“I don’t want anybody to get the idea that because only two were fully completed, that this designates some ignoring of these recommendations, because very few of the recommendations were what I would call ‘one and done,'” he said.
The three highest priorities should be protecting Reston’s urban forests, improving surface water quality and maintaining “robust” education and outreach programs, Britt said.
RASER recommendations will continue annually, while updates will come every other year, Britt said. The next updated text is expected to be released in 2020.
Photo via Reston Association/YouTube
Reston Association is holding a raffle for abandoned and donated boats this week. In order to enter, individuals must email [email protected] with the subject line “BOAT RAFFLE” by Thursday (August 24).
The email must contain the name of the entrant, address and phone numbers. Entries are limited to one per household. Proof of residency and a general access permit application are required to be eligible to participate.
Winners will be randomly selected the week of August 27. Those selected can pick a boat on a first-come, first-serve basis. All boats must be purchased as they are. The raffle and boats are free.
Reston Association is, however, encouraging donations to Friends of Reston to help fund watershed education program. The organization is a non-profit entity that aims to support RA’s charitable, educational and scientific purposes, according to its website.
A Reston Association working group created to analyze rules governing lakes, docks and boats kicked off it meetings on June 13 (Wednesday).
RA’s board of directors formed the group on March 22 in response to residents’ concerns about outdated boating policies, enforcement issues and overall usage of local lakes. The group will provide recommendations to the board in November.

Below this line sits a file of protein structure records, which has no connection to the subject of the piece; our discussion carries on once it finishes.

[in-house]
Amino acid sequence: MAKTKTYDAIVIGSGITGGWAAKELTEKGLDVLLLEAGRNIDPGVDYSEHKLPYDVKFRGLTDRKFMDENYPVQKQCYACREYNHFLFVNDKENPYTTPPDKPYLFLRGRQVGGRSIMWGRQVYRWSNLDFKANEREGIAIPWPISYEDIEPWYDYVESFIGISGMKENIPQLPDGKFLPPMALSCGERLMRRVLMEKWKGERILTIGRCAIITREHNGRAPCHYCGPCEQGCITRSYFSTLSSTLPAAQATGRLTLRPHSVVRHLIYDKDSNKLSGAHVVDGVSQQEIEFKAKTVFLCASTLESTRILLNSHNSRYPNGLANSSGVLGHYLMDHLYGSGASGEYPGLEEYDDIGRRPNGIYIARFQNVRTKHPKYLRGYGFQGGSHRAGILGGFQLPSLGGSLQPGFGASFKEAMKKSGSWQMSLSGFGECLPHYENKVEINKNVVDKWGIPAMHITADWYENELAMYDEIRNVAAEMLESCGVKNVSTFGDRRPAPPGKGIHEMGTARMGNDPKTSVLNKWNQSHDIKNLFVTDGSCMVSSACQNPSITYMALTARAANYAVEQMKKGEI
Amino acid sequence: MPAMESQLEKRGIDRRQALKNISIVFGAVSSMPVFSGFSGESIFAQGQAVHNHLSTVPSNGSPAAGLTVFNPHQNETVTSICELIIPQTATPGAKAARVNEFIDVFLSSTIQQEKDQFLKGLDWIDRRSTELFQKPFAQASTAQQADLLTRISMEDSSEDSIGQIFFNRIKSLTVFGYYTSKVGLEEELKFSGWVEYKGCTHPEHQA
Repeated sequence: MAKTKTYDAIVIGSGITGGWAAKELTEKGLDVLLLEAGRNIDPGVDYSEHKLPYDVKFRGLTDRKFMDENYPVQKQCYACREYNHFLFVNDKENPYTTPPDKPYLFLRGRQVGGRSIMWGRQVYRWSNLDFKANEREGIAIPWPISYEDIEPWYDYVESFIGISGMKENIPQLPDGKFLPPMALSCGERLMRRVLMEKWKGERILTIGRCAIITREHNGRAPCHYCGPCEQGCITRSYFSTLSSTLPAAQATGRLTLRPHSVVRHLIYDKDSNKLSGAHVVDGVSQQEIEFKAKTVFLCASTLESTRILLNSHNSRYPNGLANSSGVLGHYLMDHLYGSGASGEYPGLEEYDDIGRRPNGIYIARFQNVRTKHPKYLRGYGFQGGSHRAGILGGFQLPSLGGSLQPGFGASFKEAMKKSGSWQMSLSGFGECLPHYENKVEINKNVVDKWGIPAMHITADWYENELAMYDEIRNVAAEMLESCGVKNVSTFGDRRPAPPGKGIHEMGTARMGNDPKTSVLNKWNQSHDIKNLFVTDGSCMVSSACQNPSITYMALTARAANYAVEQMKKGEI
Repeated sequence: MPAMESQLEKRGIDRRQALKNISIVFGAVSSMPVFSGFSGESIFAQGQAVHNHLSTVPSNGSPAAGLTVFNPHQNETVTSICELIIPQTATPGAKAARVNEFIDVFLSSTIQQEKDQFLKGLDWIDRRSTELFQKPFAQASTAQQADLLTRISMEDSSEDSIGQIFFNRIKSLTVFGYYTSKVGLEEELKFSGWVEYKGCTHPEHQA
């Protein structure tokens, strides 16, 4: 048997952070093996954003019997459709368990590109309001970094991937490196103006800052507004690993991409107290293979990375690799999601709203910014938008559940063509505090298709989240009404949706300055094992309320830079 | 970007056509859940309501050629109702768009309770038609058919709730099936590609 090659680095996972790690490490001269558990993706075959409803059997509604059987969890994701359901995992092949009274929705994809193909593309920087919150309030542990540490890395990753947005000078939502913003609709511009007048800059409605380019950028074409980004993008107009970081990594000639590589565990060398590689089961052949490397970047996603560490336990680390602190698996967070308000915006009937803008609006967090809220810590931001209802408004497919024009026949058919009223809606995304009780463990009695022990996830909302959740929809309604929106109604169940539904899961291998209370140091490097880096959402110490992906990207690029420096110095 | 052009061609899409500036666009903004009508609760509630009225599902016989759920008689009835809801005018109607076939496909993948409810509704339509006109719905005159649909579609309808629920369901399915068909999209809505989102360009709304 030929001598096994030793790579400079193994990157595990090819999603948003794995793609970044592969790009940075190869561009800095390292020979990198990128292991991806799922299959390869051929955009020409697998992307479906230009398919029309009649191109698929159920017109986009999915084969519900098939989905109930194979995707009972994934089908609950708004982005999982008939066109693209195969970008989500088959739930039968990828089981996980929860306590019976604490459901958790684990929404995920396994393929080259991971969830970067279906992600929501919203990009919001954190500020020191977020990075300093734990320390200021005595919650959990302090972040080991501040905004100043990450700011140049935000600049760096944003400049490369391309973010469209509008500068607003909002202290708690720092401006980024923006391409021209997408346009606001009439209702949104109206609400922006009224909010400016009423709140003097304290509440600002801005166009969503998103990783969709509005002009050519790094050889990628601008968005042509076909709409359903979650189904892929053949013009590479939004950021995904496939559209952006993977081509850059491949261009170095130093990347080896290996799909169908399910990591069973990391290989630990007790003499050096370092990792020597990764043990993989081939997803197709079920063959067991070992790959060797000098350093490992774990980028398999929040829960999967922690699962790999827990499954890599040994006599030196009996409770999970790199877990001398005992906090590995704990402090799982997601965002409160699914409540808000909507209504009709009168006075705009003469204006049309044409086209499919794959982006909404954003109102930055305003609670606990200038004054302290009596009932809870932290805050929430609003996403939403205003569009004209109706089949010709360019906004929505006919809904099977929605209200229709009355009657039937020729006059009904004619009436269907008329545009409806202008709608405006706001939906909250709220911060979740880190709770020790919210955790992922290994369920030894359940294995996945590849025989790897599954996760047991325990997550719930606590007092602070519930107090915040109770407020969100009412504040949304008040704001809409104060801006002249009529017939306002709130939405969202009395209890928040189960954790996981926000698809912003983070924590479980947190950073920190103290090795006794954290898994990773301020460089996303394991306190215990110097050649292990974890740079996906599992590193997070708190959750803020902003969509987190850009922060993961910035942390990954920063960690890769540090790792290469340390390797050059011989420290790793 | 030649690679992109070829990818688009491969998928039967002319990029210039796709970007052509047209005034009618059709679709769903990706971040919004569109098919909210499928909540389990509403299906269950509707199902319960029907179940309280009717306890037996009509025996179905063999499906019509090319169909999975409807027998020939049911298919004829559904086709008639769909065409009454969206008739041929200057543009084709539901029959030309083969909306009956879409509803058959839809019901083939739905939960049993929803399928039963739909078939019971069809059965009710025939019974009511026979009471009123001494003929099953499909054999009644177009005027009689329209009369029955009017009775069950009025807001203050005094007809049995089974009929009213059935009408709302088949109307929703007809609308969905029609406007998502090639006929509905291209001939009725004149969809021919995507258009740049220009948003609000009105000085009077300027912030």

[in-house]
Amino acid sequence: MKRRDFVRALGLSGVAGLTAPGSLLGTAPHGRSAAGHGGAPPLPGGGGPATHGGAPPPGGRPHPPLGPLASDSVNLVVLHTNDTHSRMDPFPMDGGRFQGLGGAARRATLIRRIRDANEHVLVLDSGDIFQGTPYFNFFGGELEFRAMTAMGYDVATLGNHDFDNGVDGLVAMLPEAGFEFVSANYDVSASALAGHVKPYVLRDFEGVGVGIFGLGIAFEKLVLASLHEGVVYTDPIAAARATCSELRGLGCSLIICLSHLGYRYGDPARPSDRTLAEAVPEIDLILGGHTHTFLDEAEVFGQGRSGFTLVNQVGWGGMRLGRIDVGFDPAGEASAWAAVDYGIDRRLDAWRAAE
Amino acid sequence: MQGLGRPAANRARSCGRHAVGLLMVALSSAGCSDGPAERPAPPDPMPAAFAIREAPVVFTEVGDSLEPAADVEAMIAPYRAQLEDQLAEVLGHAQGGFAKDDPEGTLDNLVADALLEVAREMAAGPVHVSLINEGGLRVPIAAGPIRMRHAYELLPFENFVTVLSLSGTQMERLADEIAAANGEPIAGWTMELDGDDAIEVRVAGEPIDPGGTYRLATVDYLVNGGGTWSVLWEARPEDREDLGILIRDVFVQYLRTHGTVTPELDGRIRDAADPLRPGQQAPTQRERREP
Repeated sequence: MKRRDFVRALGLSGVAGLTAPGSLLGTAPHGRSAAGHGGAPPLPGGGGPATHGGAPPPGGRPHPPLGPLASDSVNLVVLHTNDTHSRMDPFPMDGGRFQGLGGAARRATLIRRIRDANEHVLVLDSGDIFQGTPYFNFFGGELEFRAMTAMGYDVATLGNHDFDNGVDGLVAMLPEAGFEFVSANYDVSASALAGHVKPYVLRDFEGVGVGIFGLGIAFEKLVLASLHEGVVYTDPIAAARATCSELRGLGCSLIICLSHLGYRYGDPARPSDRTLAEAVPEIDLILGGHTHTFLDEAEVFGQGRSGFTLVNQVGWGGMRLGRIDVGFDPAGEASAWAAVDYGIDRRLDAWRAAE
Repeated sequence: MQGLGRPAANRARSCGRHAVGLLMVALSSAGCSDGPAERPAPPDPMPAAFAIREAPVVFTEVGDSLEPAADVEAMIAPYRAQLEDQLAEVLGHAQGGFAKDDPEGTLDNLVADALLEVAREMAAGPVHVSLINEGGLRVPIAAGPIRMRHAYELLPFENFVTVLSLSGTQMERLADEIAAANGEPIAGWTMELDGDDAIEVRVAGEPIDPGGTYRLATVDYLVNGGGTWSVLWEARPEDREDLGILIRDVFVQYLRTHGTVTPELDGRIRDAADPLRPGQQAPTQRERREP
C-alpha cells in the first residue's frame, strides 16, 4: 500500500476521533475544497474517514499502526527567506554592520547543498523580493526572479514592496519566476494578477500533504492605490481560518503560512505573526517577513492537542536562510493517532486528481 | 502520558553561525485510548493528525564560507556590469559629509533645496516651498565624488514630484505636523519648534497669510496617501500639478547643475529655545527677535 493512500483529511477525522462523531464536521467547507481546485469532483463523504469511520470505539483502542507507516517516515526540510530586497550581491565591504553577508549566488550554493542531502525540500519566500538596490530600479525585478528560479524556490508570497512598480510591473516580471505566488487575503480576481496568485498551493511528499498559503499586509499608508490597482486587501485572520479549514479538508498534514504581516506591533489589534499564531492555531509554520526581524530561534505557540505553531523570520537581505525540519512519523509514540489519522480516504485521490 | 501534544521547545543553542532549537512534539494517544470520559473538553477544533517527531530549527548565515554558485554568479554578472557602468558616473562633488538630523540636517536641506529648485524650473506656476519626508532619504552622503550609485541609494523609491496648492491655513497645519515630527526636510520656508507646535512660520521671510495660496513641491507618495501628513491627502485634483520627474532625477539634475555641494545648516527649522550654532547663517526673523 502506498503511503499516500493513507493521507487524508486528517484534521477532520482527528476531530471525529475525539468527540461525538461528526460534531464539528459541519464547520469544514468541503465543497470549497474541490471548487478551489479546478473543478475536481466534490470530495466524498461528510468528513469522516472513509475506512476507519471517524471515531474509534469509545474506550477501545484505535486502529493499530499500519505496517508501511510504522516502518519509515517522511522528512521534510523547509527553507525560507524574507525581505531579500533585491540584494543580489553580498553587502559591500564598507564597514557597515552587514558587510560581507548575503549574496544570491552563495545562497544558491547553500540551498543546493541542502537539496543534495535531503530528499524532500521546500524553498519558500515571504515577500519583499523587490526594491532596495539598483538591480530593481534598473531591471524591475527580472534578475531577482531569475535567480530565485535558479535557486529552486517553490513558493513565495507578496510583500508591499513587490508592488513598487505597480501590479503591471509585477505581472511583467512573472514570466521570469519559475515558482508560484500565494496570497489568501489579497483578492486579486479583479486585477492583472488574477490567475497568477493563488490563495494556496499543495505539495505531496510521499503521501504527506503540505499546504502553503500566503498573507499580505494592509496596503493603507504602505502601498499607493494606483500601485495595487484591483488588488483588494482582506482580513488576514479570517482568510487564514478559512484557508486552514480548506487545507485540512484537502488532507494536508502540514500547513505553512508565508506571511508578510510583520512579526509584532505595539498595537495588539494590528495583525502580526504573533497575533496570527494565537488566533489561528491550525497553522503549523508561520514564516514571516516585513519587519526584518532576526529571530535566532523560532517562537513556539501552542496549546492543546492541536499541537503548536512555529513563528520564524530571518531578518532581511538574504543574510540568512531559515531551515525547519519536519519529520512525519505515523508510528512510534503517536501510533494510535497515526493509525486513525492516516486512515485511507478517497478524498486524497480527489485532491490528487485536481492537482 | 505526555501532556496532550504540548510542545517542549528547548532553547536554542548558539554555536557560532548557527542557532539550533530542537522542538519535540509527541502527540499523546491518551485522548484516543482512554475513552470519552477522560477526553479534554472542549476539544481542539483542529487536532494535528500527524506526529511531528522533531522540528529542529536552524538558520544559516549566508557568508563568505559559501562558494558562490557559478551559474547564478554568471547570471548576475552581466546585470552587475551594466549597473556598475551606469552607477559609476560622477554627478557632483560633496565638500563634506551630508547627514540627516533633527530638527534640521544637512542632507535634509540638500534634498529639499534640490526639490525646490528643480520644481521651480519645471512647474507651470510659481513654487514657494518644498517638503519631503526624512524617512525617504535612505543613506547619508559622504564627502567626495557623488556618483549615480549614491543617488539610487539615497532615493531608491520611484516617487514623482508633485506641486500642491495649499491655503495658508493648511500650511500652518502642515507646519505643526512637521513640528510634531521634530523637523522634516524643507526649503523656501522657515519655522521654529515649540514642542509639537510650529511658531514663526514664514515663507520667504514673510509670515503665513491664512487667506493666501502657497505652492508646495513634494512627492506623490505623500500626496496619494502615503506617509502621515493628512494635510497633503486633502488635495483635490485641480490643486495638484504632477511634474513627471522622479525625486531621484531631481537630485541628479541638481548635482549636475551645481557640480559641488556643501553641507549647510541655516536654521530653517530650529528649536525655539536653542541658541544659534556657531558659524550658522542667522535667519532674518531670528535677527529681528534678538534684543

During the first meeting, members received information on Reston’s lakes, as well as the type and number of boats and docks currently allowed.
The group’s objectives include identification of the environmental impact of docks and boats, a review of current rules and policies and whether or not rules infringe on lakeside property owners’ use of their properties.
The presentation given to the working group is linked here.
Flickr pool photo by vantagehill
Fairfax Water is warning customers ahead of time that it is spring hydrant flushing season.
Each spring, Fairfax Water flushes its water mains by opening fire hydrants and allowing them to flow freely for a short period of time.
For most of the county, this will start in late March.
So why the funny smell and taste? In the spring, Fairfax Water slightly changes its water treatment process, switching from using combined chlorine to free chlorine. Free chlorine is quicker acting than combined, which allows it to react with sediments suspended during flushing, officials said in a release.
The chlorine taste and odor in your drinking water happens while free chlorine is washing its way through. Flushing also may result in temporary discoloration and the presence of sediment in the water, Fairfax Water.
But the water is still safe to drink.
“If you are especially sensitive to the taste and odor of chlorine, try keeping an open container of drinking water in your refrigerator,” says Fairfax Water. “But remember, drinking water has a shelf life! Change out the water in your refrigerated container weekly.”
If you have questions about this program or the work being conducted in your area, call Fairfax Water at 703-698-5613.